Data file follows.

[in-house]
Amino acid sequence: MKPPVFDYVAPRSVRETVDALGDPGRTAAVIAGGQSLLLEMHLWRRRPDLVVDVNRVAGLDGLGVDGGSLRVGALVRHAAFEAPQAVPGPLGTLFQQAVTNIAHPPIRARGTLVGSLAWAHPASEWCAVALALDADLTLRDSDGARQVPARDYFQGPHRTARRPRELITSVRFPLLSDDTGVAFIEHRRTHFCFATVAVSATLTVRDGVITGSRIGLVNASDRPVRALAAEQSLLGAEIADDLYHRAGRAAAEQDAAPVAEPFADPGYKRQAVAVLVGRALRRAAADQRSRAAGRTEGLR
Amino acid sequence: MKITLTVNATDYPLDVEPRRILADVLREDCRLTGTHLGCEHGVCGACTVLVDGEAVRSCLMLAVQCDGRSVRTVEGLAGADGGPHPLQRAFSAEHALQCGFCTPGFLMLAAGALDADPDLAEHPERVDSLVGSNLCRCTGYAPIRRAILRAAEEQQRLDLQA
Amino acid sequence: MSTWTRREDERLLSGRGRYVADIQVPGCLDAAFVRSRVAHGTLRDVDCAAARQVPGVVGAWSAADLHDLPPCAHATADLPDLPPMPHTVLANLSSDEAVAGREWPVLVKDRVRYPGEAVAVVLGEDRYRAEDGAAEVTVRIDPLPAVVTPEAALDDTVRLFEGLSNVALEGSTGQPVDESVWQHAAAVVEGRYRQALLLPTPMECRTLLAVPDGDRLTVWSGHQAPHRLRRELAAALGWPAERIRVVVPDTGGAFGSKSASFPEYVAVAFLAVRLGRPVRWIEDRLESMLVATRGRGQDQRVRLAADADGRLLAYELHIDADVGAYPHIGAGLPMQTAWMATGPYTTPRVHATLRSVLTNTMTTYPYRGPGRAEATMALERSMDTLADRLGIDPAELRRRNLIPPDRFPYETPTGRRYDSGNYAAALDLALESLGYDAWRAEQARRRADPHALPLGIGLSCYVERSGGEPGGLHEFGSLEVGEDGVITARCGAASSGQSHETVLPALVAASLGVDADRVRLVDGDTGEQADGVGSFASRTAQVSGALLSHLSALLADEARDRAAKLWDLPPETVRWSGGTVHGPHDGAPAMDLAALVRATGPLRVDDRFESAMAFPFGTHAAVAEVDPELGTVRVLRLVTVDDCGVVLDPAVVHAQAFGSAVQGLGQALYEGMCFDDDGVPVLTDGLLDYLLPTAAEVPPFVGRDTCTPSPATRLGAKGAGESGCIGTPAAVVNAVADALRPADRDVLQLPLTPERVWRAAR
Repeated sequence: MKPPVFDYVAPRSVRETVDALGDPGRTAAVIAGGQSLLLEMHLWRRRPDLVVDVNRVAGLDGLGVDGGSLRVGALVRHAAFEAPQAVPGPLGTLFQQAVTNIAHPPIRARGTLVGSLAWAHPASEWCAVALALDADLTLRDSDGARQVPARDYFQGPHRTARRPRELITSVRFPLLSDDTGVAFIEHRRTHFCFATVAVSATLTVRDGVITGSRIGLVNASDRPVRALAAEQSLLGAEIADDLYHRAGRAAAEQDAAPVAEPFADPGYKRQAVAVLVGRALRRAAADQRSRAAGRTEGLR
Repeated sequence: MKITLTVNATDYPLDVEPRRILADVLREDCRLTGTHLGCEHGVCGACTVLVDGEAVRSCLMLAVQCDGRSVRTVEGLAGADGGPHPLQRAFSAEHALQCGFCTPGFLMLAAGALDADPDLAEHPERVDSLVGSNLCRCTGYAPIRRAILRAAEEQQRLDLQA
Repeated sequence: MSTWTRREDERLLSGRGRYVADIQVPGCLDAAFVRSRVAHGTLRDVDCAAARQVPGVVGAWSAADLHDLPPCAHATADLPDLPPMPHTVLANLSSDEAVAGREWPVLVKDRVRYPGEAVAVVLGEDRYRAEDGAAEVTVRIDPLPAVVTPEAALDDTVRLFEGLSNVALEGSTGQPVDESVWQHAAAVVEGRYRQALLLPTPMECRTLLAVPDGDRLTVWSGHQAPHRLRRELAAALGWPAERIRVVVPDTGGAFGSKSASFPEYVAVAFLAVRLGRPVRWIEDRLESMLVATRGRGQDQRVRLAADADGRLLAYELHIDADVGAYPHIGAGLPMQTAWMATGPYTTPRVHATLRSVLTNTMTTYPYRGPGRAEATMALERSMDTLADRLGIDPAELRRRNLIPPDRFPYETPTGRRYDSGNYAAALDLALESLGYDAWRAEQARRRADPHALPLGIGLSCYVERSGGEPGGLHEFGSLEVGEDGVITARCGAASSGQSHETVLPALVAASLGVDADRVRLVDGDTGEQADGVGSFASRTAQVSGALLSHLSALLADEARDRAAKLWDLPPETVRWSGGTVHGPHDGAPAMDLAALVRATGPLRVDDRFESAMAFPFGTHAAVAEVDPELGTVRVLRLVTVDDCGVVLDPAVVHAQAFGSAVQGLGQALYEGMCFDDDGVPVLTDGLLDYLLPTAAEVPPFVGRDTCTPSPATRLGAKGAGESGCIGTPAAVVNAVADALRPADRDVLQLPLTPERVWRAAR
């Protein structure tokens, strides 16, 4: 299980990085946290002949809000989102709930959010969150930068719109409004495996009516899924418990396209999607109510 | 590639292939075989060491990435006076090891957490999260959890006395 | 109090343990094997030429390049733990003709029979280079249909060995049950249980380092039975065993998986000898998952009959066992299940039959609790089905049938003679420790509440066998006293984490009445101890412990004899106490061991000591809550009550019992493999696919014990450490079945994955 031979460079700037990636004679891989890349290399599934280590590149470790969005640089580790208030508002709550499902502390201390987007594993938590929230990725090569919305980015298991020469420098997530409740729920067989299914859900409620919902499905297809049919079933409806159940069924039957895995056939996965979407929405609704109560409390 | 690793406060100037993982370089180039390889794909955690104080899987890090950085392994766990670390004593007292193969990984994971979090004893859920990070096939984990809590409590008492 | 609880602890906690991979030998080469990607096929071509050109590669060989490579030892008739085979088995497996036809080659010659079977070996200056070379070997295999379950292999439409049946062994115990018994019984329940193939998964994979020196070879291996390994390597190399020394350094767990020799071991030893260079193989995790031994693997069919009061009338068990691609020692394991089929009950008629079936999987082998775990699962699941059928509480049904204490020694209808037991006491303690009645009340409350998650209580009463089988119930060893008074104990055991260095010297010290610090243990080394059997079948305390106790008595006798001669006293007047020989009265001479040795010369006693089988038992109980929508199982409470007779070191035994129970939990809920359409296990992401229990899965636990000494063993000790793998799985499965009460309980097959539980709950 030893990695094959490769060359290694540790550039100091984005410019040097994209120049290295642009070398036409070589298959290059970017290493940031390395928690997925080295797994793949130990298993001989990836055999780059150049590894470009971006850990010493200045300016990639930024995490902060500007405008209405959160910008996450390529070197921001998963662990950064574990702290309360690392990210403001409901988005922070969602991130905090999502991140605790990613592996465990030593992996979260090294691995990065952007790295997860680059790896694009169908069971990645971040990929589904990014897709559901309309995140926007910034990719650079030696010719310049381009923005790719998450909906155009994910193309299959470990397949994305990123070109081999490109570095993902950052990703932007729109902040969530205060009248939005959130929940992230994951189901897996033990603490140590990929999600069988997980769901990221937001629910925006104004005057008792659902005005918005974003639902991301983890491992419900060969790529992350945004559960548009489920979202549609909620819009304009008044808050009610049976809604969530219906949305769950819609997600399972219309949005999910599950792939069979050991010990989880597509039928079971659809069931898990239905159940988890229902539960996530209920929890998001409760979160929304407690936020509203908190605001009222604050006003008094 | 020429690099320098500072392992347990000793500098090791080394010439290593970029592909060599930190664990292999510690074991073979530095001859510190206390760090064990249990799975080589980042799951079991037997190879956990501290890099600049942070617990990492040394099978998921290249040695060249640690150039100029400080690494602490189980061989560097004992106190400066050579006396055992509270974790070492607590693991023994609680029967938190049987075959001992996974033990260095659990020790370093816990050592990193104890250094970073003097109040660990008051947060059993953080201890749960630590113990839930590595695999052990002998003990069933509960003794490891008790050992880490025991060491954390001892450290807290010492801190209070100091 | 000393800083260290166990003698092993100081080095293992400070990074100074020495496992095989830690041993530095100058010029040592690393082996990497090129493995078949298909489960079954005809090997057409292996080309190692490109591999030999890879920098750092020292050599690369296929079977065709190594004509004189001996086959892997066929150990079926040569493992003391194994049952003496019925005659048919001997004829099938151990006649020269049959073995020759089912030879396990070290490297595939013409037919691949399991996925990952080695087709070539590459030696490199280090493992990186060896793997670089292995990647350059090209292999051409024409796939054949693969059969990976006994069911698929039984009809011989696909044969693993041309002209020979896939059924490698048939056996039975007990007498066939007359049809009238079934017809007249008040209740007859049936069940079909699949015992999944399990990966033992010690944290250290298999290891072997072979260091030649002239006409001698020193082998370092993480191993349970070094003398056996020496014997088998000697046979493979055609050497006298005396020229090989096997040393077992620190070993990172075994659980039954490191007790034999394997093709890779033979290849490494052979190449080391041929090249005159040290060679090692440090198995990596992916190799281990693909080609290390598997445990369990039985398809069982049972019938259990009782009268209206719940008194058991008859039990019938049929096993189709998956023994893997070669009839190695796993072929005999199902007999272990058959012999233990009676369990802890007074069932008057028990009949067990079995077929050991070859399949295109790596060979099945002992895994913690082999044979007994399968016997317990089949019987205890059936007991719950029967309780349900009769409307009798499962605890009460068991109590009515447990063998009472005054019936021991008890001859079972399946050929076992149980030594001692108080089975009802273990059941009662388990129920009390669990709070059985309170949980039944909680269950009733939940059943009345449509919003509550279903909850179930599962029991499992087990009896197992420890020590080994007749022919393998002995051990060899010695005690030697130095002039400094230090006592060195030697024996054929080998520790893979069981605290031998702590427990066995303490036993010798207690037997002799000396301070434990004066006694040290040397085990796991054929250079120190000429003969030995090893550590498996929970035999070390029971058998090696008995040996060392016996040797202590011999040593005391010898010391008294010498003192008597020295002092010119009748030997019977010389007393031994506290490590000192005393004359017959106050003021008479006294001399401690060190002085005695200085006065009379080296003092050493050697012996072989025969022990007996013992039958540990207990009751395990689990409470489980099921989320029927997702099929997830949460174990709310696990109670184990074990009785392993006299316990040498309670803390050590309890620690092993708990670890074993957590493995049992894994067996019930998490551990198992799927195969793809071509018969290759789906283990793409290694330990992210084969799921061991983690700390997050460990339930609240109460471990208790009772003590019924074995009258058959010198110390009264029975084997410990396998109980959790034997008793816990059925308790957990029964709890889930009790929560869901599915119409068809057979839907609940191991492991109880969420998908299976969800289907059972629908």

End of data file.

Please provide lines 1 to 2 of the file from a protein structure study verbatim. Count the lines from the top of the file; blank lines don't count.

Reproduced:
[in-house]
Amino acid sequence: MKPPVFDYVAPRSVRETVDALGDPGRTAAVIAGGQSLLLEMHLWRRRPDLVVDVNRVAGLDGLGVDGGSLRVGALVRHAAFEAPQAVPGPLGTLFQQAVTNIAHPPIRARGTLVGSLAWAHPASEWCAVALALDADLTLRDSDGARQVPARDYFQGPHRTARRPRELITSVRFPLLSDDTGVAFIEHRRTHFCFATVAVSATLTVRDGVITGSRIGLVNASDRPVRALAAEQSLLGAEIADDLYHRAGRAAAEQDAAPVAEPFADPGYKRQAVAVLVGRALRRAAADQRSRAAGRTEGLR